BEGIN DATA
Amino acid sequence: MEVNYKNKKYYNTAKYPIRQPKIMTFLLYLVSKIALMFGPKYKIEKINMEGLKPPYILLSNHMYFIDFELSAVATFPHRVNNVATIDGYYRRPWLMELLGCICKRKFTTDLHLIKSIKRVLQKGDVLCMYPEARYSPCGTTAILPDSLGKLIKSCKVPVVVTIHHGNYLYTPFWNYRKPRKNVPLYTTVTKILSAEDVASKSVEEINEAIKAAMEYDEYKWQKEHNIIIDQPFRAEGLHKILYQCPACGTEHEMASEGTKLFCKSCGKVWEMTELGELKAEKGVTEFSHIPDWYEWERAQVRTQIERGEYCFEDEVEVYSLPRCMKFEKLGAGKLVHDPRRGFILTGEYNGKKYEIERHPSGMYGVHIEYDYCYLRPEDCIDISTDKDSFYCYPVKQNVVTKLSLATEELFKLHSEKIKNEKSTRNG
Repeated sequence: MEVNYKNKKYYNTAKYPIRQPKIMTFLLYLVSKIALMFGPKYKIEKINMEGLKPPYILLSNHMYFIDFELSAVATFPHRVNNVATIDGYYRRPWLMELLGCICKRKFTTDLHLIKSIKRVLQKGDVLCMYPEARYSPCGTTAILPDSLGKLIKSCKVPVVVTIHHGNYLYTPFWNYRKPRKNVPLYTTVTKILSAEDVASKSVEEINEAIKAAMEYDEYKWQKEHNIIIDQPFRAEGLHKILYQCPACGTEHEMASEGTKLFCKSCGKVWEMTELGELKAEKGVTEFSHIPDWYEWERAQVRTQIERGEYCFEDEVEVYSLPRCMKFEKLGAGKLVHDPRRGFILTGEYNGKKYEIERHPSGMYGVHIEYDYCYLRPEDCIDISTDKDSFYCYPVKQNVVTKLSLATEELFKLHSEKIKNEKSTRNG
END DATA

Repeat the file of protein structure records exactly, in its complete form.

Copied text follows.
Amino acid sequence: MEVNYKNKKYYNTAKYPIRQPKIMTFLLYLVSKIALMFGPKYKIEKINMEGLKPPYILLSNHMYFIDFELSAVATFPHRVNNVATIDGYYRRPWLMELLGCICKRKFTTDLHLIKSIKRVLQKGDVLCMYPEARYSPCGTTAILPDSLGKLIKSCKVPVVVTIHHGNYLYTPFWNYRKPRKNVPLYTTVTKILSAEDVASKSVEEINEAIKAAMEYDEYKWQKEHNIIIDQPFRAEGLHKILYQCPACGTEHEMASEGTKLFCKSCGKVWEMTELGELKAEKGVTEFSHIPDWYEWERAQVRTQIERGEYCFEDEVEVYSLPRCMKFEKLGAGKLVHDPRRGFILTGEYNGKKYEIERHPSGMYGVHIEYDYCYLRPEDCIDISTDKDSFYCYPVKQNVVTKLSLATEELFKLHSEKIKNEKSTRNG
Repeated sequence: MEVNYKNKKYYNTAKYPIRQPKIMTFLLYLVSKIALMFGPKYKIEKINMEGLKPPYILLSNHMYFIDFELSAVATFPHRVNNVATIDGYYRRPWLMELLGCICKRKFTTDLHLIKSIKRVLQKGDVLCMYPEARYSPCGTTAILPDSLGKLIKSCKVPVVVTIHHGNYLYTPFWNYRKPRKNVPLYTTVTKILSAEDVASKSVEEINEAIKAAMEYDEYKWQKEHNIIIDQPFRAEGLHKILYQCPACGTEHEMASEGTKLFCKSCGKVWEMTELGELKAEKGVTEFSHIPDWYEWERAQVRTQIERGEYCFEDEVEVYSLPRCMKFEKLGAGKLVHDPRRGFILTGEYNGKKYEIERHPSGMYGVHIEYDYCYLRPEDCIDISTDKDSFYCYPVKQNVVTKLSLATEELFKLHSEKIKNEKSTRNG